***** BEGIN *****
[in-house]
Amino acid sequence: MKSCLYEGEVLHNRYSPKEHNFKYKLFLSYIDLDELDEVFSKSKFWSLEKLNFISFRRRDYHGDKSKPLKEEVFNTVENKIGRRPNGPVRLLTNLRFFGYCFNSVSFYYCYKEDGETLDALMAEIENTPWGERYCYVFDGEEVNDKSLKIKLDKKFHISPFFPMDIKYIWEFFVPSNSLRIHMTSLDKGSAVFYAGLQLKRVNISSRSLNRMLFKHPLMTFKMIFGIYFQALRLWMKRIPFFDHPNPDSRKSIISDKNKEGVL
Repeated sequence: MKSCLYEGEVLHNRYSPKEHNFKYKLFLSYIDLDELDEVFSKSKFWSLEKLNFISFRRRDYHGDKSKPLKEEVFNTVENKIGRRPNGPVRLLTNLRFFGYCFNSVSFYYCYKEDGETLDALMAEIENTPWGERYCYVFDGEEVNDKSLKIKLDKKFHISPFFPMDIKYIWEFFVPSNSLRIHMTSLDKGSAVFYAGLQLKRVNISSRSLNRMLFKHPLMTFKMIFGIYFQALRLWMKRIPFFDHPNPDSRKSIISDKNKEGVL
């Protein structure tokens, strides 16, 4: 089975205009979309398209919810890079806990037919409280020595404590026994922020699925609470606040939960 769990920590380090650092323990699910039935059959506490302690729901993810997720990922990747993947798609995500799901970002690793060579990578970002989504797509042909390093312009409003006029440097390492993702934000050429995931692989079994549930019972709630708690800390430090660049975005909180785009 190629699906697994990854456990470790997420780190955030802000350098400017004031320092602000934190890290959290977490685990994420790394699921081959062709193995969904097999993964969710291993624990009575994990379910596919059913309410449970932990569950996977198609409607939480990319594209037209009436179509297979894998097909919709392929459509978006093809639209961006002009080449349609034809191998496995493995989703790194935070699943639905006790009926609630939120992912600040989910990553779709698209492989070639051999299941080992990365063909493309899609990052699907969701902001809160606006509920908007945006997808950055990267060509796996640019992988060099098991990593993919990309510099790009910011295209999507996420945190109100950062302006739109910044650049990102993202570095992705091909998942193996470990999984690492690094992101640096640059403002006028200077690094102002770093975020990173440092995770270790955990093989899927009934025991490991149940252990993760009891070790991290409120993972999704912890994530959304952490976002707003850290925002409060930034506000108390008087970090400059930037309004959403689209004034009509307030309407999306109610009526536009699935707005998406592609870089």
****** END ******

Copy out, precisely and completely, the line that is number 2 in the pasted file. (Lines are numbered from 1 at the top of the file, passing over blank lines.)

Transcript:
Amino acid sequence: MKSCLYEGEVLHNRYSPKEHNFKYKLFLSYIDLDELDEVFSKSKFWSLEKLNFISFRRRDYHGDKSKPLKEEVFNTVENKIGRRPNGPVRLLTNLRFFGYCFNSVSFYYCYKEDGETLDALMAEIENTPWGERYCYVFDGEEVNDKSLKIKLDKKFHISPFFPMDIKYIWEFFVPSNSLRIHMTSLDKGSAVFYAGLQLKRVNISSRSLNRMLFKHPLMTFKMIFGIYFQALRLWMKRIPFFDHPNPDSRKSIISDKNKEGVL